British visa security bug goes worldwide
The company behind the website that revealed the personal details of people applying for visas in Britain has admitted the problem was actually worldwide.
The flaw, exposed by PC Pro contributing editor, Davey Winder, occurred on the VFS website, the British High Commission’s partner for processing UK visa applications. By changing a few numerical identifiers in the website’s URL, visitors could gain access to the company’s database. The details that have potentially been revealed include passport numbers, addresses, names, family details and travel plans.
The hole was first discovered by a Visa applicant from India, but it has since been revealed that the same flaw existed for applicants from across the globe. VFS handles British visa applications from India, China, Russia and several other countries. It also handles visa applications for a dozen other countries.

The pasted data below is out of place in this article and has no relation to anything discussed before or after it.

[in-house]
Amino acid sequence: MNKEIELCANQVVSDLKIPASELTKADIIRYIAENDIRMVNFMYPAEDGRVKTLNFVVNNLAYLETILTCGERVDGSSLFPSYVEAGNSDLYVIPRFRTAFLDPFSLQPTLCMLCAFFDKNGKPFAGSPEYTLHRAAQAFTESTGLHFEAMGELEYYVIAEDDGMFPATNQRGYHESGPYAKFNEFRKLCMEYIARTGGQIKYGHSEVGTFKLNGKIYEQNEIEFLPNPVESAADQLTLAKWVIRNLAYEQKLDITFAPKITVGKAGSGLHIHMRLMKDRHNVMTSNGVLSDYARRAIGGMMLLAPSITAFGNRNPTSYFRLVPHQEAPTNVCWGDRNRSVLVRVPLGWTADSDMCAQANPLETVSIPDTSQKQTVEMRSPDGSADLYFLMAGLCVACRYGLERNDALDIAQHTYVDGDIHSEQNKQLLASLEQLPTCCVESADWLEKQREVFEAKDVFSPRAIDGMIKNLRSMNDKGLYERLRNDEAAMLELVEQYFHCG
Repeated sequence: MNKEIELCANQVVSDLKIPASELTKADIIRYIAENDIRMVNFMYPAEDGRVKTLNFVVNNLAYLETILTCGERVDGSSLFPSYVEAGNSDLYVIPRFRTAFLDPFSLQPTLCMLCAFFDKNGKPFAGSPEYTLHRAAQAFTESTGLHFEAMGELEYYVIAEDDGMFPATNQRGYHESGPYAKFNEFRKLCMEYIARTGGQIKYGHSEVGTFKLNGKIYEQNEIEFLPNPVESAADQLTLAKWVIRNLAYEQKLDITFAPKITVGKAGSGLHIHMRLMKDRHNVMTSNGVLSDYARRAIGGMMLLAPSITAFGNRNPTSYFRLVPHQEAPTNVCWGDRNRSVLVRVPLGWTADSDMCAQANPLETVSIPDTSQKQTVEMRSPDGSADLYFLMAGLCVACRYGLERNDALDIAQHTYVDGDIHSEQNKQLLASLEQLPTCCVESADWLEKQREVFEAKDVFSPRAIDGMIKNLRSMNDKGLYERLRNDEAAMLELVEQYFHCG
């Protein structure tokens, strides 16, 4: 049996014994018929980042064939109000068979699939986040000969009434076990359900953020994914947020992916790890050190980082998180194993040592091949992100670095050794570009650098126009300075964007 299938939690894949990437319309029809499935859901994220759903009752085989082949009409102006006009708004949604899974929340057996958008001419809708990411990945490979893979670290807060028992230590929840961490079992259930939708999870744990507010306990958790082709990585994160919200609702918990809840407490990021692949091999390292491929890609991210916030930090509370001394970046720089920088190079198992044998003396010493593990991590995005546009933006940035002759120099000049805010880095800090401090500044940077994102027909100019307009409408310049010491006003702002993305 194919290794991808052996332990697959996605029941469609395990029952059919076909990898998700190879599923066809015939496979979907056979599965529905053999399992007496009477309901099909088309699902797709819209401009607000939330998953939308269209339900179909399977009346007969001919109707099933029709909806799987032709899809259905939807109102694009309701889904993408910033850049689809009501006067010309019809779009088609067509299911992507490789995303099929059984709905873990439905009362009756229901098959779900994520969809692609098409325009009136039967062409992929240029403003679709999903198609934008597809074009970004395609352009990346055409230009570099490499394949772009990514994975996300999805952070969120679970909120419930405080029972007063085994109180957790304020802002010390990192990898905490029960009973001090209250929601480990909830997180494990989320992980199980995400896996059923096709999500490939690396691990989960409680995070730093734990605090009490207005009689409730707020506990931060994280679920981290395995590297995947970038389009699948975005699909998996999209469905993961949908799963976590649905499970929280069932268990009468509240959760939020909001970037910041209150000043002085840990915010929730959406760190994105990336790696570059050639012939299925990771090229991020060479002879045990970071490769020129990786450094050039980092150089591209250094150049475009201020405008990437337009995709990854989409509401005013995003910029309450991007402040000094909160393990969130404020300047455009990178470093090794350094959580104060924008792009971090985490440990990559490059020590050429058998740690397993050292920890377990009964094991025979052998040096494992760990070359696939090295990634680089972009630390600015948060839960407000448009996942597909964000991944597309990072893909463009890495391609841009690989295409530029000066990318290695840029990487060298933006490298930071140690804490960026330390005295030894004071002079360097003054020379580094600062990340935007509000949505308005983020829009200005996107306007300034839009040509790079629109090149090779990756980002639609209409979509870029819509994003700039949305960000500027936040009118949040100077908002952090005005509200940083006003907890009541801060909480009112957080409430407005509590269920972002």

When Winder asked Uttam Lahiry, Head of IT for VFS Global, if the problem was worldwide and if it had been fixed accordingly, he responded ‘it is (sic) been resolved globally’.
Winder claims that the sheer scale of the problem could have huge implications for international security. ‘With some of these clients dating back to 2001 it becomes clear that the potential number of people whose data was at risk of exposure rises from thousands into millions,’ he says.
‘VFS Global claim to handle 3 million applications per year, do the maths…’
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